The Czar of Russia, the Archduke Constan. Helena. And on this matter we TINE, and the Archduchess, were the other day be guided by the decision of his Imperial as near capture and transmission to England as it is possible to be without having actually in- Majesty Louis Napoleon. The Times leaves curred such a catastrophe. Such is life and his-him out of the question. What a pretty little tory—such a strange mixture of chances and end to the war it would have made for him! improbabilities! What an end to the Russian How much popularity it would have gained him war; and to think, in all soberness of thought, that it might really have come to pass, had the in France ! After all the Russian talk about captain of a little English steamer known who Moscow! and more especially after Louis Napowere on board the little Russian steamer the leon's proposal for a Princess had been frowned other day off Cronstadt !
down by Nicholas. Looking at the matter in [“Make him comfortable!” See the Russian this light we are exceedingly sorry that a pen. leaning of the Times ! We would make him dant could not have been provided for the last as comfortable as we could, but at Saint years of Napoleon.- Liv. Age.]
From The Athenæum, 29 July. taken—torn, in many instances from their rich MANNSCRIPTS OF THE POET GRAY. bindings,—and are now about to be offered,
in their native simplicity, to the public under NINE years ago the autograph of the poet the hammer of Messrs. Sotheby & Wilkinson. Gray was one of the scarcest autographs of It is not our custom to announce all sales the great men of England in the century in beforehand; but there are cases and such which he flourished. The possession of a we consider this to be—when it is our duty letter in the handwriting of Gray was either to call attention to such scatterings of properthe pride or the envy of collectors
. Then ty interesting to the public. When, in 1845, came a change—what coin collectors call a Mr. Penn gave 1001. for the “ Elegy,” Eton “ find;" and the once rare autograph became College was a competitor with Mr. Penn. comparatively common. Our readers will Public bodies move slowly; and we think it recollect the "find” to which we allude :- our duty to point out to the College this rea sale at Messrs. Evans's, in December 1845, newed opportunity for the acquisition of a of the original MS. of the “ Elegy in a Coun- literary treasure. The precious MS. could try Church Yard,” and many unpublished let- hardly be placed in a more appropriate localiters addressed to Mason and to the Principal ty. Cambridge, too, might not inappropriateof Pembroke College. The sale was duly ly become a bidder. We should like to see chronicled in our columns [Athen. No. 945), Gray's “ Elegy” lying by the side of Milton's and a portion of the new knowledge thus" Lycidas” in the library of Trinity College. opened up to us has since been published by The importance of the MS. of the Elegy" the Rev. John Mitford.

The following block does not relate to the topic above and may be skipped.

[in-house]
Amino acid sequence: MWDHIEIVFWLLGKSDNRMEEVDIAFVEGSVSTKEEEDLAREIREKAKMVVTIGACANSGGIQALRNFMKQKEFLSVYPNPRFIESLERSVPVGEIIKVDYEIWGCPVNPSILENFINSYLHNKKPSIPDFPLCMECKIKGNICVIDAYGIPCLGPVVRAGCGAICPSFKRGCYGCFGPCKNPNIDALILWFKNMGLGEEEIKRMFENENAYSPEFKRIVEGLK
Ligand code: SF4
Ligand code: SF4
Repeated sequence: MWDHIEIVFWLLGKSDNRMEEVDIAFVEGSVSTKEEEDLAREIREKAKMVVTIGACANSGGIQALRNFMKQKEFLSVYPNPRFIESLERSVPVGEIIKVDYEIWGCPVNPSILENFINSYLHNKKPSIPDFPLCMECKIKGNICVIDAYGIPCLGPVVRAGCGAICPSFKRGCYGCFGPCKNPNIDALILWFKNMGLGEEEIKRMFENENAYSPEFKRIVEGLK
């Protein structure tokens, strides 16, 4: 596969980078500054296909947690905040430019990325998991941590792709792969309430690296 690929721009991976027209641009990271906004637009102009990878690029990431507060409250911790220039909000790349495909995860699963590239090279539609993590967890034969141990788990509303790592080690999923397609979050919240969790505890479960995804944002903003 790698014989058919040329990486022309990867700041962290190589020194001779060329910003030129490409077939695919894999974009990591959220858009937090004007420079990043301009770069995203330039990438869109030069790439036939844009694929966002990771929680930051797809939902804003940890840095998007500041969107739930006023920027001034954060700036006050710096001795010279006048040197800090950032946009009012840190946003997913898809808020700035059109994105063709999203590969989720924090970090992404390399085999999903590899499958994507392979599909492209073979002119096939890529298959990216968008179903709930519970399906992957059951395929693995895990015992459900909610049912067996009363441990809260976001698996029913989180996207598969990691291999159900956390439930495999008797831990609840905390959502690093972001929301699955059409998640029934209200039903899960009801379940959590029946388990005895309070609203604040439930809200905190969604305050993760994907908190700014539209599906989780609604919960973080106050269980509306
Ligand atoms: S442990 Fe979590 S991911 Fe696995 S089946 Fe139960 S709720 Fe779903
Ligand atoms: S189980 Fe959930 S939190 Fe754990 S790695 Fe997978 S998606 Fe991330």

to be sold on the 4th of next month is not sufAt the sale in 1845 the leviathan purchaser ficiently understood. It is full of verbal alwas Mr. Penn, of Stoke Pogeis. He bought terations,—is the only copy known to exist, the “ Elegy” for 1001., and the Odes for 100 and is evidently Gray's first grouping together guineas,—indeed, he may be said to have of the stanzas as a whole. As the®“ Elegy.' bought more than the cream of the collection. is known by heart to nearly every EnglishHe was proud of his purchase, --so proud, in- man, and we believe American, we shall give deed, that Messrs. Clarke & Bedford were em- some of the hitherto unpublished readings. ployed to inlay them on fine paper, bind them The established text we print in Roman type, up in volumes of richly-tooled olive morocco, -the MS. readings in italics.with silk linings, and finally enclose each volume in a case of plain purple morocco. The Of such as wandering near her midnight bower order was carefully carried out, and the vol
stray too ames were deposited at Stoke Pogeis in the The rude forefathers of the hamlet sleep great house adjoining the grave of Gray.
village Either whim or necessity induced Mr. The breezy call of incense-breathing morn, Penn, two years ago, to offer his valuable ac- For ever sleep; the breezy call of quisition for sale by public auction. A few The cock's shrill clarion, or the echoing hora lots came to the hammer; but they were all Or Chanticleer so shrill or bought in.
Mr. Penn found the public un- Or climb his knees the envied kiss to share willing to pay for Messrs. Clarke & Bedford's
coming binding, and the precious volumes were re
doubiful turned, we believe, to the warehouse of the Let not ambition mock their useful toil, Pantechnicon ; from whence they have been
Their homely joys
Hard by yon wood, now smiling as in scorn rustic
With gestures quaint Nor you, ye proud, impute to these the fault Muttering his wayward fancies he would rove Forgive, ye proud, th' involuntary fault
fond conceits he wont to Can honor's voice provoke the silent dust Along the heath and near his favorite tree awake
By the heath side Chill penary repress'd their noble rage The next with dirges due in sad array had damp'd
meet Some mute inglorious Milton here may rest, Grav'd on the stone beneath yon aged thom Tully Wrote
that Some Cromwell